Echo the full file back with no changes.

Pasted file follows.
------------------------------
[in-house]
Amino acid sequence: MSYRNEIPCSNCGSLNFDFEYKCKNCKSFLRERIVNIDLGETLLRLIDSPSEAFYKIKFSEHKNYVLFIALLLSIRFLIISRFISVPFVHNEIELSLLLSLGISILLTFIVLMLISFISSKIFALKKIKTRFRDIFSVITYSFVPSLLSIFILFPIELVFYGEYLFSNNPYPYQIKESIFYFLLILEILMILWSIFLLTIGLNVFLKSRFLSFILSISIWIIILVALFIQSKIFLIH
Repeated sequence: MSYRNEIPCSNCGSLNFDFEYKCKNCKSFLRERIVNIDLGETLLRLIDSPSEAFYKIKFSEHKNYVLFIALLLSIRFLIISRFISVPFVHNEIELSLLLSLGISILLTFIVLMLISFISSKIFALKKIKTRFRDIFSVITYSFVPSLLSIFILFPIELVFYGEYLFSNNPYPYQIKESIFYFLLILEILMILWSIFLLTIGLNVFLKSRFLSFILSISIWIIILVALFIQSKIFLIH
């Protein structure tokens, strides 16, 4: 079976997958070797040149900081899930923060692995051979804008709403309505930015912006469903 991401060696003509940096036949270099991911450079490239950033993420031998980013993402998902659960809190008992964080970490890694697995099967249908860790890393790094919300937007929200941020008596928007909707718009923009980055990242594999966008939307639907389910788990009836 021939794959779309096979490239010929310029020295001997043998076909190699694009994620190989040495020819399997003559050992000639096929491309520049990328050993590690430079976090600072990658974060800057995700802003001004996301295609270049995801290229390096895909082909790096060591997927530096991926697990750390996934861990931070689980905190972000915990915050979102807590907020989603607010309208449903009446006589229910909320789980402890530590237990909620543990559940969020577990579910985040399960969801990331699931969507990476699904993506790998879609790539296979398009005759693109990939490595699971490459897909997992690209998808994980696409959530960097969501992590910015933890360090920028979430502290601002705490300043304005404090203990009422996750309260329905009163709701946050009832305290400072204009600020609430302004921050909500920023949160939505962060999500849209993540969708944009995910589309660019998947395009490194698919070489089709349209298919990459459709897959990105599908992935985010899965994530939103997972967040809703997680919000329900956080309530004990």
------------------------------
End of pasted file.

[in-house]
Amino acid sequence: MSYRNEIPCSNCGSLNFDFEYKCKNCKSFLRERIVNIDLGETLLRLIDSPSEAFYKIKFSEHKNYVLFIALLLSIRFLIISRFISVPFVHNEIELSLLLSLGISILLTFIVLMLISFISSKIFALKKIKTRFRDIFSVITYSFVPSLLSIFILFPIELVFYGEYLFSNNPYPYQIKESIFYFLLILEILMILWSIFLLTIGLNVFLKSRFLSFILSISIWIIILVALFIQSKIFLIH
Repeated sequence: MSYRNEIPCSNCGSLNFDFEYKCKNCKSFLRERIVNIDLGETLLRLIDSPSEAFYKIKFSEHKNYVLFIALLLSIRFLIISRFISVPFVHNEIELSLLLSLGISILLTFIVLMLISFISSKIFALKKIKTRFRDIFSVITYSFVPSLLSIFILFPIELVFYGEYLFSNNPYPYQIKESIFYFLLILEILMILWSIFLLTIGLNVFLKSRFLSFILSISIWIIILVALFIQSKIFLIH
């Protein structure tokens, strides 16, 4: 079976997958070797040149900081899930923060692995051979804008709403309505930015912006469903 991401060696003509940096036949270099991911450079490239950033993420031998980013993402998902659960809190008992964080970490890694697995099967249908860790890393790094919300937007929200941020008596928007909707718009923009980055990242594999966008939307639907389910788990009836 021939794959779309096979490239010929310029020295001997043998076909190699694009994620190989040495020819399997003559050992000639096929491309520049990328050993590690430079976090600072990658974060800057995700802003001004996301295609270049995801290229390096895909082909790096060591997927530096991926697990750390996934861990931070689980905190972000915990915050979102807590907020989603607010309208449903009446006589229910909320789980402890530590237990909620543990559940969020577990579910985040399960969801990331699931969507990476699904993506790998879609790539296979398009005759693109990939490595699971490459897909997992690209998808994980696409959530960097969501992590910015933890360090920028979430502290601002705490300043304005404090203990009422996750309260329905009163709701946050009832305290400072204009600020609430302004921050909500920023949160939505962060999500849209993540969708944009995910589309660019998947395009490194698919070489089709349209298919990459459709897959990105599908992935985010899965994530939103997972967040809703997680919000329900956080309530004990």